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Full stack for front-end engineers

I have always had a personal gripe with the term "full stack". I never identified myself as a full stack engineer, having spent my whole career focusing either on design or front-end development. My opinion was that a true "full stack" engineer was a bit of a myth (how can you be an expert at so many things?!). Having spent my whole career working with engineers that were considered full stack to a degree - my experience was that these "full stack" engineers had a vertical specialism and a broader horizontal understanding that allowed them to work well and collaborate within a team. I was content sticking to my front-end and design vertical, without ever feeling the need to get involved in the back-end, architectural or ops work.

I still have this opinion, but over the last year my perspective has shifted. I now think every software engineer, no matter how specialized or skilled they are can work competently as a "full stack" engineer. In this post, I'll dive in to how I came to this conclusion.

A history in abstraction

In the early days of computer programming, computer "programmers" would punch holes in to physical cards (the holes would correspond to instructions) that would be fed in to a machine the size of a room. Many days later, the results would come back to the programmer. These were simple mathematical programs performing calculations for things like aviation and mechanical engineering, and the programmers operating these instructions were typically highly skilled mathematicians.

As computing became more successful, more efficient means of communicating with computers were invented and developed with the introduction of higher level programming languages: Assembly (1951), FORTRAN (1957), C (1972), C++ (1980), Python (1991), JavaScript (1995), Go (2009), Swift (2014) and we're not finished inventing new ways of building software yet! Looking at this small subset of programming language developments, it's clear to see a trend. The more that languages are developed, the more popular computing becomes and the more accessible computing becomes for the masses.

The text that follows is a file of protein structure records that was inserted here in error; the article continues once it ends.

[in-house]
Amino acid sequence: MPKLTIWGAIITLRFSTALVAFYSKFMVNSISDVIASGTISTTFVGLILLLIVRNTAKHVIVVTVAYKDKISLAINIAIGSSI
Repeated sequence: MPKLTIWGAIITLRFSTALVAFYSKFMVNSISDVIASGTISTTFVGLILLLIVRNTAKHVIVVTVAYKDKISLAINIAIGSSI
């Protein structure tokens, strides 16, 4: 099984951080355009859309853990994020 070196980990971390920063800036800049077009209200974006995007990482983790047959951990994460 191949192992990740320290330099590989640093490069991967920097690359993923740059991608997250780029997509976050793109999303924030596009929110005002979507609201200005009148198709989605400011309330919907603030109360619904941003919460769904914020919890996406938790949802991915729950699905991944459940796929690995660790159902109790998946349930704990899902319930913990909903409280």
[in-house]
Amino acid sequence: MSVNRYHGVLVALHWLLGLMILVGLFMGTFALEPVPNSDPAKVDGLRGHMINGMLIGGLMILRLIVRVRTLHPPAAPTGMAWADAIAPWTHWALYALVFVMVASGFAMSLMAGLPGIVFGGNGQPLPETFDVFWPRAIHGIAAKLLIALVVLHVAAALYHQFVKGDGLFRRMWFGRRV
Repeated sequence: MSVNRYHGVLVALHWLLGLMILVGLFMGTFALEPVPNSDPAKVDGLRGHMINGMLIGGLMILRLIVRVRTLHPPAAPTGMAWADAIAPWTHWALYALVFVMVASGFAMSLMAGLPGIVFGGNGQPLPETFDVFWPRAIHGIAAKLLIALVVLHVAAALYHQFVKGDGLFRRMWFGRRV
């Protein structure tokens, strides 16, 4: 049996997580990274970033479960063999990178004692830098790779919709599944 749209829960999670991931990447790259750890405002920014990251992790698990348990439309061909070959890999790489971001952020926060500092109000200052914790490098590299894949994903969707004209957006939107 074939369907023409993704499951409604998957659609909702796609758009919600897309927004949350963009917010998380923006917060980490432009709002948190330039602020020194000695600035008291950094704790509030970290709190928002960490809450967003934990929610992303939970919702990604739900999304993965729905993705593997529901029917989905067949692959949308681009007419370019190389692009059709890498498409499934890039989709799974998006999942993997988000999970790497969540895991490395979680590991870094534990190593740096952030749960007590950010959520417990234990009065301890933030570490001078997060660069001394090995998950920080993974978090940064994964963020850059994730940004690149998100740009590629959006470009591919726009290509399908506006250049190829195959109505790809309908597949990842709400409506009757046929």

Technology matters

We've looked at how programming language design has evolved over time, and the same evolution has happened for frameworks that help software engineers build software and systems. Speaking from a front-end perspective, I'm fortunate enough to have seen front-end development grow from simple HTML based applications sprinkled with vanilla JavaScript (or jQuery) through to very modern front-end application stacks (and everything in-between).

In some respects it's difficult to see how a newcomer to software engineering would find a modern software stack "simple", but this isn't really the point - the newcomer would be able to build more complex software more quickly and with higher quality than the same software engineer entering the field 10 years ago. It's down of the development and refinement of programming languages and frameworks that allows for the accessibility and productivity of modern software engineers.

I truly believe that anyone can be a productive and professional software engineer using modern tooling should they have the necessary desire and willingness to learn. I don't think the same could be said for software engineering 20 years ago.

Modern full stack

So what does all this have to do with modern full stack development? Hopefully I've made the case that software engineering is becoming more and more accessible over time, and naturally this progression means that existing software engineers are able to broaden their skillset in to other areas of software engineering much more easily than before. It's never been easier than it is today to learn the skills necessary to be considered a full stack engineer.